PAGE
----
In 2022, the White House released a National Strategy with a goal to end hunger and increase healthy eating and physical activity by 2030 through transformative programs, policies and system changes. Pillar 2 of the strategy – Integrate Nutrition and Health – includes prioritizing the role of nutrition and food security through the expansion of Medicare and Medicaid beneficiaries' access to "food as medicine" interventions, such as prescription programs and medically tailored meals. Food as medicine programs contribute to sustaining health, preventing disease and may be therapeutic.
What roles do registered dietitian nutritionists play in these programs, what challenges exist and how are some of these interventions paid for in the public and private sector? Speakers present emerging evidence, identify vehicles for the delivery of food as medicine interventions within the context of health care, provide an overview on current policy and legislation, identify revenue streams and mechanisms for payment, and share applications of case studies across practice settings.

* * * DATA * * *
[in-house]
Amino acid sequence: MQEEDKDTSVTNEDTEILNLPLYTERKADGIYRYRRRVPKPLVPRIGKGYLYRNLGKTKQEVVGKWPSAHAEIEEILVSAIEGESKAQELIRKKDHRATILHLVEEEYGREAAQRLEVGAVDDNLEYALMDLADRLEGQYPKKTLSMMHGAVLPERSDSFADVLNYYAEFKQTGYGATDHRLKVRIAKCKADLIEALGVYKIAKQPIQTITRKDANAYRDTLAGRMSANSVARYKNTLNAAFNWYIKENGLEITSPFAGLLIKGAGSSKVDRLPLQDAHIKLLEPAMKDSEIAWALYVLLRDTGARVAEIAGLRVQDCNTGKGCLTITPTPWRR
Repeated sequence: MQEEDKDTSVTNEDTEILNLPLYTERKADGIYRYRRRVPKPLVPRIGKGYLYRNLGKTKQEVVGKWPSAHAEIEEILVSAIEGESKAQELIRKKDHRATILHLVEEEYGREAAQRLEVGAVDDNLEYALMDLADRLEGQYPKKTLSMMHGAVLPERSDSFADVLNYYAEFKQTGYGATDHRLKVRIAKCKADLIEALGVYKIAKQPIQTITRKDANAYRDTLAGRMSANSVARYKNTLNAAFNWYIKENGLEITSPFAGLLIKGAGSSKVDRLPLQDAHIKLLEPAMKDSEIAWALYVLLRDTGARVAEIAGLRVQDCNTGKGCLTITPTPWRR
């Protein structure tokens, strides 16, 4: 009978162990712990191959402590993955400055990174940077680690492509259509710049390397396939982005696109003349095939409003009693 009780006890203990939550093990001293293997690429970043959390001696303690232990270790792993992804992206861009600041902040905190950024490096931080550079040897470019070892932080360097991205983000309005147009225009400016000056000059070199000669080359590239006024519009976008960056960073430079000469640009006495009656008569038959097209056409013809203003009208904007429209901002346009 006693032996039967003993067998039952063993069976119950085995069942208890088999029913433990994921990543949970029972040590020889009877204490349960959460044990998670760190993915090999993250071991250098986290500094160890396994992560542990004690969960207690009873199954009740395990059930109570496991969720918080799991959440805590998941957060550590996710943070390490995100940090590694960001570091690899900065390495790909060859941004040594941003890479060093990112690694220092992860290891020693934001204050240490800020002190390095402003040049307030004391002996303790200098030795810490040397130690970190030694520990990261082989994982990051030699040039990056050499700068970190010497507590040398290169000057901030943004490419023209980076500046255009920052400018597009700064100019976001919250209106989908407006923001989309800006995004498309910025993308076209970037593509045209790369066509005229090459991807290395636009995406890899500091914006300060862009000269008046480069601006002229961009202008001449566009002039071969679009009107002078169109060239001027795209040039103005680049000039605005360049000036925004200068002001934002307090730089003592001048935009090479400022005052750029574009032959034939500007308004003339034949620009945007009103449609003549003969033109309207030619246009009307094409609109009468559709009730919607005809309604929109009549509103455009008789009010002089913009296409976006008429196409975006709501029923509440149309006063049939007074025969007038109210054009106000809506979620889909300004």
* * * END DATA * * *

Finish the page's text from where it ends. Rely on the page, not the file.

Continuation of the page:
CPE Level: Level 2 (intermediate knowledge/experience)
- 12.1.1 Advocates for and promotes food and nutrition programs and resources to address issues of food insecurity, nutritional health and overall health and wellness.
- 14.2.3 Synthesizes and analyzes data from multiple sources to manage organizational budgets.
- 6.2.3 Analyzes and interprets data to form valid conclusions and to make recommendations.
- Identify existing mechanisms that enable the allocation of health care payments for food as medicine interventions.
- Describe at least two outcomes of current research supporting health care savings and positive outcomes associated with food as medicine interventions.
- Describe at least two implementation strategies and positioning for RDNs in the execution of 'food as medicine' interventions.
- Michelle Kuppich
- Caroline Passerrello
- Owen Ryan